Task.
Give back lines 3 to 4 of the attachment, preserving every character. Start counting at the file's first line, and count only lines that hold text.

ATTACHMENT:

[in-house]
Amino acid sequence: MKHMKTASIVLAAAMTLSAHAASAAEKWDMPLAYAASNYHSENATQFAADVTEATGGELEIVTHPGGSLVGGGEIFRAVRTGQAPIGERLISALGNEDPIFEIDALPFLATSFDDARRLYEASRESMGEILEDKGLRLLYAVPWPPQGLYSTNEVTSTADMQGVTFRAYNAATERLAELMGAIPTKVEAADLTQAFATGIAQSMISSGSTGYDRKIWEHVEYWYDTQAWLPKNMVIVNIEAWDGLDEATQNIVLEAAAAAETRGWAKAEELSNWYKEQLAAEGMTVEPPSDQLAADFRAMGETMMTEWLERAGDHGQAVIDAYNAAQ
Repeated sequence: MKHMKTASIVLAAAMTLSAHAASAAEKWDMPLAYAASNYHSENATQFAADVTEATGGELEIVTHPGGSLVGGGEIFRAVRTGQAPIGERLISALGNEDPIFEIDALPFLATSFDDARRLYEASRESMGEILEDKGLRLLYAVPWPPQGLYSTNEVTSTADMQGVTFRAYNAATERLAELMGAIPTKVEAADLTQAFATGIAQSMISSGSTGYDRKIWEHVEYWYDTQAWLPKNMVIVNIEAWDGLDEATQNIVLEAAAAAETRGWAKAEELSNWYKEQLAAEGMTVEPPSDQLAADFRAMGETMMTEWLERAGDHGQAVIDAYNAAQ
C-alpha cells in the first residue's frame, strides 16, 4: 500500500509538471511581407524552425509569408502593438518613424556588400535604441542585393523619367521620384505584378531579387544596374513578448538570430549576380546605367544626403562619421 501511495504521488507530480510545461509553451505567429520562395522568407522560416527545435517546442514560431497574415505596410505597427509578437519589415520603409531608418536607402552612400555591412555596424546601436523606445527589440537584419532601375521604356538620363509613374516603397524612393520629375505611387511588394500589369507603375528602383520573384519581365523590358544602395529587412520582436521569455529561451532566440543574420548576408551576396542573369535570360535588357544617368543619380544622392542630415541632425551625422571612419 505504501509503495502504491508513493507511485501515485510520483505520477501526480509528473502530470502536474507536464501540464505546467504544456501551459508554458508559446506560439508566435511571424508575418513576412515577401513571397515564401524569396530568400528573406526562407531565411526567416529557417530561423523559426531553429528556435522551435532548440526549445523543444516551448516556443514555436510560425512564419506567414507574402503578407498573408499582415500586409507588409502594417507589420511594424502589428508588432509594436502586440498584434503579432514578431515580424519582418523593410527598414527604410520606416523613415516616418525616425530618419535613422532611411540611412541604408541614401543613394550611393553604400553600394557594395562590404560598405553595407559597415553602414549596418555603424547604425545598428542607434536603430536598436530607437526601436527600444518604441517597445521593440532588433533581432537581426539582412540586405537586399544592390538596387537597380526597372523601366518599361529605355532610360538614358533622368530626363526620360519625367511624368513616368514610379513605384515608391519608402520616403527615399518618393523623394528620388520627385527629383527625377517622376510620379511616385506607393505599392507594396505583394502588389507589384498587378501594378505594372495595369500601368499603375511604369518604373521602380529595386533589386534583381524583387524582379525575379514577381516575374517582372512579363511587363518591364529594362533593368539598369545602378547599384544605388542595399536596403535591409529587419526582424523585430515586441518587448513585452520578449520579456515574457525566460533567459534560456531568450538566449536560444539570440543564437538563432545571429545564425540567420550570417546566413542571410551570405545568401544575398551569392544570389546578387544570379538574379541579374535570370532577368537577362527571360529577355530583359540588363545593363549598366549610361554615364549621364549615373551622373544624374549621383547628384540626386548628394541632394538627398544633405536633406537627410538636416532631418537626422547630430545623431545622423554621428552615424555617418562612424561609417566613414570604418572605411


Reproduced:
Repeated sequence: MKHMKTASIVLAAAMTLSAHAASAAEKWDMPLAYAASNYHSENATQFAADVTEATGGELEIVTHPGGSLVGGGEIFRAVRTGQAPIGERLISALGNEDPIFEIDALPFLATSFDDARRLYEASRESMGEILEDKGLRLLYAVPWPPQGLYSTNEVTSTADMQGVTFRAYNAATERLAELMGAIPTKVEAADLTQAFATGIAQSMISSGSTGYDRKIWEHVEYWYDTQAWLPKNMVIVNIEAWDGLDEATQNIVLEAAAAAETRGWAKAEELSNWYKEQLAAEGMTVEPPSDQLAADFRAMGETMMTEWLERAGDHGQAVIDAYNAAQ
C-alpha cells in the first residue's frame, strides 16, 4: 500500500509538471511581407524552425509569408502593438518613424556588400535604441542585393523619367521620384505584378531579387544596374513578448538570430549576380546605367544626403562619421 501511495504521488507530480510545461509553451505567429520562395522568407522560416527545435517546442514560431497574415505596410505597427509578437519589415520603409531608418536607402552612400555591412555596424546601436523606445527589440537584419532601375521604356538620363509613374516603397524612393520629375505611387511588394500589369507603375528602383520573384519581365523590358544602395529587412520582436521569455529561451532566440543574420548576408551576396542573369535570360535588357544617368543619380544622392542630415541632425551625422571612419 505504501509503495502504491508513493507511485501515485510520483505520477501526480509528473502530470502536474507536464501540464505546467504544456501551459508554458508559446506560439508566435511571424508575418513576412515577401513571397515564401524569396530568400528573406526562407531565411526567416529557417530561423523559426531553429528556435522551435532548440526549445523543444516551448516556443514555436510560425512564419506567414507574402503578407498573408499582415500586409507588409502594417507589420511594424502589428508588432509594436502586440498584434503579432514578431515580424519582418523593410527598414527604410520606416523613415516616418525616425530618419535613422532611411540611412541604408541614401543613394550611393553604400553600394557594395562590404560598405553595407559597415553602414549596418555603424547604425545598428542607434536603430536598436530607437526601436527600444518604441517597445521593440532588433533581432537581426539582412540586405537586399544592390538596387537597380526597372523601366518599361529605355532610360538614358533622368530626363526620360519625367511624368513616368514610379513605384515608391519608402520616403527615399518618393523623394528620388520627385527629383527625377517622376510620379511616385506607393505599392507594396505583394502588389507589384498587378501594378505594372495595369500601368499603375511604369518604373521602380529595386533589386534583381524583387524582379525575379514577381516575374517582372512579363511587363518591364529594362533593368539598369545602378547599384544605388542595399536596403535591409529587419526582424523585430515586441518587448513585452520578449520579456515574457525566460533567459534560456531568450538566449536560444539570440543564437538563432545571429545564425540567420550570417546566413542571410551570405545568401544575398551569392544570389546578387544570379538574379541579374535570370532577368537577362527571360529577355530583359540588363545593363549598366549610361554615364549621364549615373551622373544624374549621383547628384540626386548628394541632394538627398544633405536633406537627410538636416532631418537626422547630430545623431545622423554621428552615424555617418562612424561609417566613414570604418572605411